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THE ATLANTIC

The development of a coronavirus vaccine won’t end this pandemic overnight. Instead, it’ll merely mark “the beginning of the end.”

Sarah Zhang, our staff writer covering health and science, offers a much-needed reality check in her latest—and her piece is worth reading in full. Here are three things to expect, as explained by Sarah:

1. A vaccine won’t make life go back to normal instantly.

A vaccine, when it is available, will mark only the beginning of a long, slow ramp down. And how long that ramp down takes will depend on the efficacy of a vaccine, the success in delivering hundreds of millions of doses, and the willingness of people to get it at all.

2. The rollout of a treatment would likely be complex …

Logistically, manufacturers will have to make hundreds of millions of doses while relying, perhaps, on technology never before used in vaccines and competing for basic supplies such as glass vials. Then the federal government will have to allocate doses, perhaps through a patchwork of state and local health departments with no existing infrastructure for vaccinating adults at scale.

3. … and political.

If the pandemic so far is any indication, a vaccination program is likely to take place against a backdrop of partisanship and misinformation.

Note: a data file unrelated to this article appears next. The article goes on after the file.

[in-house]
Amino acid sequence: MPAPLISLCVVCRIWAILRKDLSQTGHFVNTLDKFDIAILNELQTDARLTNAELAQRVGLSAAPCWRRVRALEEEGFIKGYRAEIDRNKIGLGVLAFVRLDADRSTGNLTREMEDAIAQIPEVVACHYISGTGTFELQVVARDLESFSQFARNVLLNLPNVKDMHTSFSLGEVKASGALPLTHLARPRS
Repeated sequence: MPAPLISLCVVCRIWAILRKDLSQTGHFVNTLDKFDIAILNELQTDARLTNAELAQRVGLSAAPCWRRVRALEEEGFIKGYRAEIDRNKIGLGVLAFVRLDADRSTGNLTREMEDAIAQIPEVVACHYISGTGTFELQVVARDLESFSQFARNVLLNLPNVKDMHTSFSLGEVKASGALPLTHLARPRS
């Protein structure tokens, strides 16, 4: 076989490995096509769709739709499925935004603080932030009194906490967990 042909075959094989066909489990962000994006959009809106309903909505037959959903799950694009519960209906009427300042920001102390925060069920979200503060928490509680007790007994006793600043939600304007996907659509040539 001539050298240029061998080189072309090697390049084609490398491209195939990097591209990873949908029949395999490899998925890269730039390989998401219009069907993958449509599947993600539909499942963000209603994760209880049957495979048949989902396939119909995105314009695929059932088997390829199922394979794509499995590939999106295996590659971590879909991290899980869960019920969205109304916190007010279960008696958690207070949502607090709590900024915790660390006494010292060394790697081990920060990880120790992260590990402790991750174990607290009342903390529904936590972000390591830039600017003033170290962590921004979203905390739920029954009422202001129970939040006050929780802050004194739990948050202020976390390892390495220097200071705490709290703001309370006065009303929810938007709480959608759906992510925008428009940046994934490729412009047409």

While you wait in vaccine purgatory, here’s something practical to think about:

Deep cleans might be more about pageantry than prevention. Derek Thompson warns of hygiene theater, or when “businesses and families … obsess over risk-reduction rituals that make us feel safer but don’t actually do much to reduce risk—even as more dangerous activities are still allowed.”

DANNY LYON / MAGNUM

What to read if … you’re reflecting on the life and the legacy of John Lewis:

Today, the late congressman lies in state in the U.S. Capitol building. Ibram X. Kendi, a contributing writer and a preeminent thinker on anti-racism, recalls Lewis’s speech during the 1963 March on Washington: “Are Americans ready for the message the 23-year-old Lewis offered now?” he asks.

What to read if … you want practical tips:

BIANCA BAGNARELLI

Dear Therapist

Every Monday, Lori Gottlieb answers questions from readers about their problems, big and small. This week, she advises a reader considering stepping away from their marriage to a man who is reluctant to have more children:

I truly love him, and there are obviously many other reasons we are married, but in my mind those reasons would never have developed without the initial agreement to have another baby.

Read the rest, and Lori’s response. Write to her anytime at dear.therapist@theatlantic.com.


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